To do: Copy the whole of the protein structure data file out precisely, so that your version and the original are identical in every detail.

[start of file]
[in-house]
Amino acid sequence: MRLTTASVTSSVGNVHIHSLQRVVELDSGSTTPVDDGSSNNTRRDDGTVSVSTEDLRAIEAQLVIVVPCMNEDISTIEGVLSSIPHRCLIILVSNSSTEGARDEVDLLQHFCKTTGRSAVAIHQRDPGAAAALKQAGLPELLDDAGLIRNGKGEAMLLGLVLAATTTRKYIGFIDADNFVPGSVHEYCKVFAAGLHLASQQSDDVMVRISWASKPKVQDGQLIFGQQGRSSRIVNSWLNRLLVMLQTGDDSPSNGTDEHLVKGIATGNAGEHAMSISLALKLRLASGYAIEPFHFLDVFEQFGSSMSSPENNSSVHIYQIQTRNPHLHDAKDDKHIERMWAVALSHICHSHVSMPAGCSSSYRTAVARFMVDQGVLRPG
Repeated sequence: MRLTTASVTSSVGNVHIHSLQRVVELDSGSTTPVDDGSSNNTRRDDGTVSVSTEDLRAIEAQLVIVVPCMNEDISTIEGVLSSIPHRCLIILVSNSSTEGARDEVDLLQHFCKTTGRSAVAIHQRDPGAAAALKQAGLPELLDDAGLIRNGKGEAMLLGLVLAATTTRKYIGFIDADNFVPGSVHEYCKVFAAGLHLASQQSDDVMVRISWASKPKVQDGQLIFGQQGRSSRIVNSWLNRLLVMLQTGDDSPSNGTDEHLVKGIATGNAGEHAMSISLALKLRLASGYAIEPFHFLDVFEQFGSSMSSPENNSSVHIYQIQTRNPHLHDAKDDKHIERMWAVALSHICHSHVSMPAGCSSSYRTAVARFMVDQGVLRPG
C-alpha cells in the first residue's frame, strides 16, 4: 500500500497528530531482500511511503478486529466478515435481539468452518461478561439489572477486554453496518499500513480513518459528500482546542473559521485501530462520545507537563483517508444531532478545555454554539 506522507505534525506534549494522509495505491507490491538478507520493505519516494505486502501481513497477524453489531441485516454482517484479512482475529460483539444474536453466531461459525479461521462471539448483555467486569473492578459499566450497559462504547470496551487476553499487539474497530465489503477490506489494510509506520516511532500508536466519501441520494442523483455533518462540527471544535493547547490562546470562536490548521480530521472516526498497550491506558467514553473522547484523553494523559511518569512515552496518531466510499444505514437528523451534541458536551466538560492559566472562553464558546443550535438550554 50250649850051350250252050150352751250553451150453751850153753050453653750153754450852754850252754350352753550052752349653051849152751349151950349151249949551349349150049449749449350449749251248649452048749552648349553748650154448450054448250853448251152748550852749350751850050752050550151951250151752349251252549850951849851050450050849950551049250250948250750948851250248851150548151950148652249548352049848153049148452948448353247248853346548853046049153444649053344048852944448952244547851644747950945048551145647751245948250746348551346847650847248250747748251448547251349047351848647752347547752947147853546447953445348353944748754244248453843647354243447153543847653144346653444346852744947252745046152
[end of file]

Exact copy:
[in-house]
Amino acid sequence: MRLTTASVTSSVGNVHIHSLQRVVELDSGSTTPVDDGSSNNTRRDDGTVSVSTEDLRAIEAQLVIVVPCMNEDISTIEGVLSSIPHRCLIILVSNSSTEGARDEVDLLQHFCKTTGRSAVAIHQRDPGAAAALKQAGLPELLDDAGLIRNGKGEAMLLGLVLAATTTRKYIGFIDADNFVPGSVHEYCKVFAAGLHLASQQSDDVMVRISWASKPKVQDGQLIFGQQGRSSRIVNSWLNRLLVMLQTGDDSPSNGTDEHLVKGIATGNAGEHAMSISLALKLRLASGYAIEPFHFLDVFEQFGSSMSSPENNSSVHIYQIQTRNPHLHDAKDDKHIERMWAVALSHICHSHVSMPAGCSSSYRTAVARFMVDQGVLRPG
Repeated sequence: MRLTTASVTSSVGNVHIHSLQRVVELDSGSTTPVDDGSSNNTRRDDGTVSVSTEDLRAIEAQLVIVVPCMNEDISTIEGVLSSIPHRCLIILVSNSSTEGARDEVDLLQHFCKTTGRSAVAIHQRDPGAAAALKQAGLPELLDDAGLIRNGKGEAMLLGLVLAATTTRKYIGFIDADNFVPGSVHEYCKVFAAGLHLASQQSDDVMVRISWASKPKVQDGQLIFGQQGRSSRIVNSWLNRLLVMLQTGDDSPSNGTDEHLVKGIATGNAGEHAMSISLALKLRLASGYAIEPFHFLDVFEQFGSSMSSPENNSSVHIYQIQTRNPHLHDAKDDKHIERMWAVALSHICHSHVSMPAGCSSSYRTAVARFMVDQGVLRPG
C-alpha cells in the first residue's frame, strides 16, 4: 500500500497528530531482500511511503478486529466478515435481539468452518461478561439489572477486554453496518499500513480513518459528500482546542473559521485501530462520545507537563483517508444531532478545555454554539 506522507505534525506534549494522509495505491507490491538478507520493505519516494505486502501481513497477524453489531441485516454482517484479512482475529460483539444474536453466531461459525479461521462471539448483555467486569473492578459499566450497559462504547470496551487476553499487539474497530465489503477490506489494510509506520516511532500508536466519501441520494442523483455533518462540527471544535493547547490562546470562536490548521480530521472516526498497550491506558467514553473522547484523553494523559511518569512515552496518531466510499444505514437528523451534541458536551466538560492559566472562553464558546443550535438550554 50250649850051350250252050150352751250553451150453751850153753050453653750153754450852754850252754350352753550052752349653051849152751349151950349151249949551349349150049449749449350449749251248649452048749552648349553748650154448450054448250853448251152748550852749350751850050752050550151951250151752349251252549850951849851050450050849950551049250250948250750948851250248851150548151950148652249548352049848153049148452948448353247248853346548853046049153444649053344048852944448952244547851644747950945048551145647751245948250746348551346847650847248250747748251448547251349047351848647752347547752947147853546447953445348353944748754244248453843647354243447153543847653144346653444346852744947252745046152